It was a proper exercise of the district court's discretion to permit the jury to examine photographs, allegedly those of the hold-up men while the hold up was in progress, while the defendants were present and before the jury retired to deliberate. There is no substance to the contention that because this was done after the end of counsel's summation Andrews was thereby deprived of the effective assistance of counsel. In his summation counsel had in fact referred to the bank camera photographs.

Andrews sought to have his mother's testimony about his desire to seek the assistance of a lawyer in order to surrender admitted on the ground that such evidence would show the absence of consciousness of guilt, and thereby rebut government evidence tending to show consciousness of guilt. Assuming that such testimony from Andrews would be relevant, testimony by his mother to that effect was inadmissible hearsay.

Andrews' half sister was important in the government's chain of evidence because she linked him to the bank robbery. She was cross examined by his counsel as to her motives in testifying against her half brother in an effort to show her possible bias against him. On redirect, to overcome the suggestion of bias, she was asked what reasons led her to contact the authorities. The answer, largely volunteered, was:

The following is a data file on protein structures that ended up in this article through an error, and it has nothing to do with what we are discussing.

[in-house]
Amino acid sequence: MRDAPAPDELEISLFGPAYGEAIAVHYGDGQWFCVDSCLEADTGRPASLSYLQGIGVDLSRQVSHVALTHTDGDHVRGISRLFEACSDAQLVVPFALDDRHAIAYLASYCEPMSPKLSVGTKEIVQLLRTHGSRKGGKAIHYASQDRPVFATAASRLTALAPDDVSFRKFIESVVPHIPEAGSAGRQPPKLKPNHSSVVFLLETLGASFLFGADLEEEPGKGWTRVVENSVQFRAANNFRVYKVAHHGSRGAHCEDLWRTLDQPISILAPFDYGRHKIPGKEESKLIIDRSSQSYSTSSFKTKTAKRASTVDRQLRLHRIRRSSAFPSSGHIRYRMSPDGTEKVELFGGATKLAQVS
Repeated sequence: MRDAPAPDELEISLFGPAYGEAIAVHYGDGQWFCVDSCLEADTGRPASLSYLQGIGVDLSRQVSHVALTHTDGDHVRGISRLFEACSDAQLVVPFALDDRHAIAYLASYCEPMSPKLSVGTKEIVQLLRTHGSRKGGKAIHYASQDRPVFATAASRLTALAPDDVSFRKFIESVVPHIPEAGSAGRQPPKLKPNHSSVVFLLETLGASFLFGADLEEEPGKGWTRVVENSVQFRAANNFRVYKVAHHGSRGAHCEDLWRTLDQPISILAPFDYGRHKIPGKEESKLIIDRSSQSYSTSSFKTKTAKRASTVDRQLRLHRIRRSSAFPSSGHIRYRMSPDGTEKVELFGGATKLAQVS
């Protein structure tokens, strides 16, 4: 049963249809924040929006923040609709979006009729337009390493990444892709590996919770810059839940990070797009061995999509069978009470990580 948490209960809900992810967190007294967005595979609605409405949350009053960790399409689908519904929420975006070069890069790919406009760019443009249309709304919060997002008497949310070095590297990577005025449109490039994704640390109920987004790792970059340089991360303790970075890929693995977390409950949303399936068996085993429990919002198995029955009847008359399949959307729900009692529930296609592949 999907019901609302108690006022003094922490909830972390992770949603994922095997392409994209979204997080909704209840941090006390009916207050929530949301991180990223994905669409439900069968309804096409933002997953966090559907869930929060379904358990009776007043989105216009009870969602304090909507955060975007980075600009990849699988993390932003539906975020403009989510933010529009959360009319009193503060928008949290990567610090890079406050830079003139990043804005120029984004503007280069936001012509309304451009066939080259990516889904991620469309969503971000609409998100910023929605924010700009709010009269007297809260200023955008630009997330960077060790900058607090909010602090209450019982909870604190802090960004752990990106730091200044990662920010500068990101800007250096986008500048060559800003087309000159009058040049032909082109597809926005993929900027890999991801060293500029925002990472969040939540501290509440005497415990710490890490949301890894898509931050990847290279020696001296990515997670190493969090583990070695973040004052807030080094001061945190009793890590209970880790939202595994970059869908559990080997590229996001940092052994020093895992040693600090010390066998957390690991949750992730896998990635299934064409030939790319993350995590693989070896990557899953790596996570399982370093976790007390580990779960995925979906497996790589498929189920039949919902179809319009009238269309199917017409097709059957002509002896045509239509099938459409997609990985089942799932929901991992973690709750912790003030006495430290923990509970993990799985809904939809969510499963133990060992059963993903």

"A. Kevin is a child who has been misled all of his life. He has never known right from wrong at no time.


* * *

"A. He has never known right from wrong. He has been allowed to do what he wants at any age since he could walk and talk. My father hasn't seen Kevin since he was nine years old. He was more or less alone-and I took to him and I cuddled him because he didn't have anybody and at this time when he came to my house I took him because he doesn't have anybody. I don't have anything against Kevin at all.

"Q. In light of that relationship, what was the purpose in your contacting the police and reflected your concern for his welfare?

"A. It had been the same with Kevin. It didn't have to have happened. He could have gotten away with that and he could have gotten away with more things and * * *"